NATO has selected the Spanish naval base of Rota in the southern province of Cádiz as its main operating center for the sea-based component of the alliance's anti-missile shield. Under the terms of an agreement negotiated in secret over the past few months, the United States will deploy 1,100 military personnel and 100 civilians to Rota to operate the defense system against ballistic missiles from as far away as Iran and North Korea.
The deal is due to be announced officially on Thursday by Prime Minister José Luis Rodríguez Zapatero at NATO's headquarters in Brussels, alongside the North Atlantic Treaty Organization's secretary general, Anders Fogh Rasmussen, and US Defense Secretary Leon Panetta.
Although the United States has not given details of the type of ships to be based at Rota, they are expected to be equipped with the latest version of Aegis, which was specially designed to provide protection against ballistic missiles. The US Navy has 18 ships with Aegis on board: 15 Arleigh Burke class destroyers and three Ticonderoga class cruisers. Both 6,500-ton classes have crews of 350.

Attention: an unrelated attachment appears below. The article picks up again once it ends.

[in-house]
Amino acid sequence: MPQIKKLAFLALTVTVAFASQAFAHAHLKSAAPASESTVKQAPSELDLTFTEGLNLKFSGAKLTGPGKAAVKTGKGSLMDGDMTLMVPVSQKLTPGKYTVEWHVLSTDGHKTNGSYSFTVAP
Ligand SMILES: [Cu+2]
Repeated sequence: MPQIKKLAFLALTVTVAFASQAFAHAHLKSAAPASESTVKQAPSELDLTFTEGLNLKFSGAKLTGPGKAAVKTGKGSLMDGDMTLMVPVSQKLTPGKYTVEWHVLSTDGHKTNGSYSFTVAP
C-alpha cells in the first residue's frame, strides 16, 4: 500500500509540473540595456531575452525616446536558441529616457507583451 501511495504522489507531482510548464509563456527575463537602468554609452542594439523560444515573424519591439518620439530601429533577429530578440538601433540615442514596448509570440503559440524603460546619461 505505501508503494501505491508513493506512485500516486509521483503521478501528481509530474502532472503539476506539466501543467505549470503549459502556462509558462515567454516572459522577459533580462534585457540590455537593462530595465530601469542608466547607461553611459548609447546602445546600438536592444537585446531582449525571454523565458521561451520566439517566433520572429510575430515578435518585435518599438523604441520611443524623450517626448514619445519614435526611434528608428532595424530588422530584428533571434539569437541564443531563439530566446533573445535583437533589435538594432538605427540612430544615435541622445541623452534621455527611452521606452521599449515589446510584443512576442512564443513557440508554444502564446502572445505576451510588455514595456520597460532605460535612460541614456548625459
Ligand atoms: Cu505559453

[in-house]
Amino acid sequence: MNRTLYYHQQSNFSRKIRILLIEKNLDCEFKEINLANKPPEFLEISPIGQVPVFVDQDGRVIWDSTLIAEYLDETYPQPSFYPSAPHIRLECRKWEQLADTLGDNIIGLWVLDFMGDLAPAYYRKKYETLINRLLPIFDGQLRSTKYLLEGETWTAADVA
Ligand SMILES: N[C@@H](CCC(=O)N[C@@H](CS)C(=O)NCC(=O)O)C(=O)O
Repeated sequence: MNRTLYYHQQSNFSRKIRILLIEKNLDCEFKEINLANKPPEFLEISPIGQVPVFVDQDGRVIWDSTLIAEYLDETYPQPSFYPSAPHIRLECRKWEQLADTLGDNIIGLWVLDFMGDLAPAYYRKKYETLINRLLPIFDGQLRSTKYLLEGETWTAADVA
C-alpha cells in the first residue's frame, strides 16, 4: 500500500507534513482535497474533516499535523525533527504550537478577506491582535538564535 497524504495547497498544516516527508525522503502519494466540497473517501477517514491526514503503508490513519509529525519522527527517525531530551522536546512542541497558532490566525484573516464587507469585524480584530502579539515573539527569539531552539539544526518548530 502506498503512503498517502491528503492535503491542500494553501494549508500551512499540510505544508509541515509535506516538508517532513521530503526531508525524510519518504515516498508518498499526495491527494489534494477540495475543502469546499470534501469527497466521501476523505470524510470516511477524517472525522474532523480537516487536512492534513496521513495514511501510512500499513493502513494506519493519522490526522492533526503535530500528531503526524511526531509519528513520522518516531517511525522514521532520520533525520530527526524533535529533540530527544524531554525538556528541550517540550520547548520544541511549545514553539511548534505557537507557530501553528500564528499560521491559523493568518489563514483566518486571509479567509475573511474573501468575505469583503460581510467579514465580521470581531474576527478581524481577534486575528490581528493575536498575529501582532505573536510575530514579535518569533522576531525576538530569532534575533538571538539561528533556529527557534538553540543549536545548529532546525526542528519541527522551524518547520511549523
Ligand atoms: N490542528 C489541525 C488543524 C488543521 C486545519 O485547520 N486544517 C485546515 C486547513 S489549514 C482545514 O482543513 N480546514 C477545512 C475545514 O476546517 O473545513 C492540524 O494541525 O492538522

The four vessels assigned to missile shield duties will be the first US Navy ships to have their permanent base in Spain. US ships that currently make port call visits to Rota are based in Italy. The government expects that the deployment will create 300 direct and 1,000 indirect jobs along the Bay of Cádiz. Although the Spanish Navy has four F-100 frigates also equipped with the Aegis system, it is not foreseen for the moment that they will also be deployed as part of the NATO initiative.
The accord with the United States implies a substantial change in the role played by Rota within NATO. The Spanish government, however, does not believe this will require modifications to the bilateral defense treaty signed with the United States in 1988 and amended in 2002.